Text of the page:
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Values and Objectivity in Science: The Current Controversy about Transgenic Crops Paperback – June 8, 2005


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Editorial Reviews

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This book successfully combines an original account of values and objectivity in science with an application to the case of transgenic crops. It brings careful analysis to a politically charged set of issues, and shows through this case study how philosophy of science has global import. (Miriam Solomon, Temple University)

Hugh Lacey is one of our most careful thinkers about the interrelations of social values and scientific inquiry. Values and Objectivity in Science updates his philosophical account of these relations and then applies them to illuminating a series of issues in contemporary agricultural science. It is a timely and welcome volume, indeed. (Helen Longino, University of Minnesota)

Hugh Lacey places his thoughtful and well-researched observations on the controversy that has surrounded the development of agricultural biotechnology within a new philosophical interpretation of objectivity and values in science. The result is a "must read" for anyone with a serious interest in transgenic crops, including working scientists, science administrators, regulators and scholars of this debate. His approach is also an important contribution to science studies (and especially the philosophy of science) that demonstrates how lack of attention to the philosophical dimensions of scientific inquiry and science policy can blossom into full blown public debate. (Paul B. Thompson, Michigan State University, W.K. Kellogg Professor of Agricultural, Food, and Community Ethics)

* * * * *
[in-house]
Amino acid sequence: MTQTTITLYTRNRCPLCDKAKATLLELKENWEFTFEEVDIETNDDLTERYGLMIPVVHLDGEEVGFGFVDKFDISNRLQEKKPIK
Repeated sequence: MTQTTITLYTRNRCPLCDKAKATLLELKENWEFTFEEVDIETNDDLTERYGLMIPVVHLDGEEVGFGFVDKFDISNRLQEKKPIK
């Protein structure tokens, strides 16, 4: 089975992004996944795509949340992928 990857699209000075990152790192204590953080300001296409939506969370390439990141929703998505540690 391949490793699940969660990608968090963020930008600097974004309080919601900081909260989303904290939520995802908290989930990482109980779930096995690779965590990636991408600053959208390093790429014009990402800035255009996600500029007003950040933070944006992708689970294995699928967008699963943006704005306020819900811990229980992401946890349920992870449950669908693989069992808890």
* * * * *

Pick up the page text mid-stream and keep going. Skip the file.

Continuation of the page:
This book manifests long and serious engagement with the pressing issue of identifying the impact of social values on the pursuit of science, and then it provides informed arguments for separating legitimate and useful impacts from illegitimate and ideological ones. Its treatment of debates about multicultural science is especially sophisticated. (Michael R. Matthews, University of New South Wales)

Hugh Lacey‘s new book should be required reading for anyone interested in questions of values (or ethics) and their role in science. His discussion of research strategies also brings new insights concerning the nature and practice of science itself. The second part on transgenic agriculture is a brilliant and exemplary case study. (Peter Machamer, University of Pittsburgh)

About the Author

Hugh Lacey is Emeritus Professor of Philosophy at Swarthmore College.

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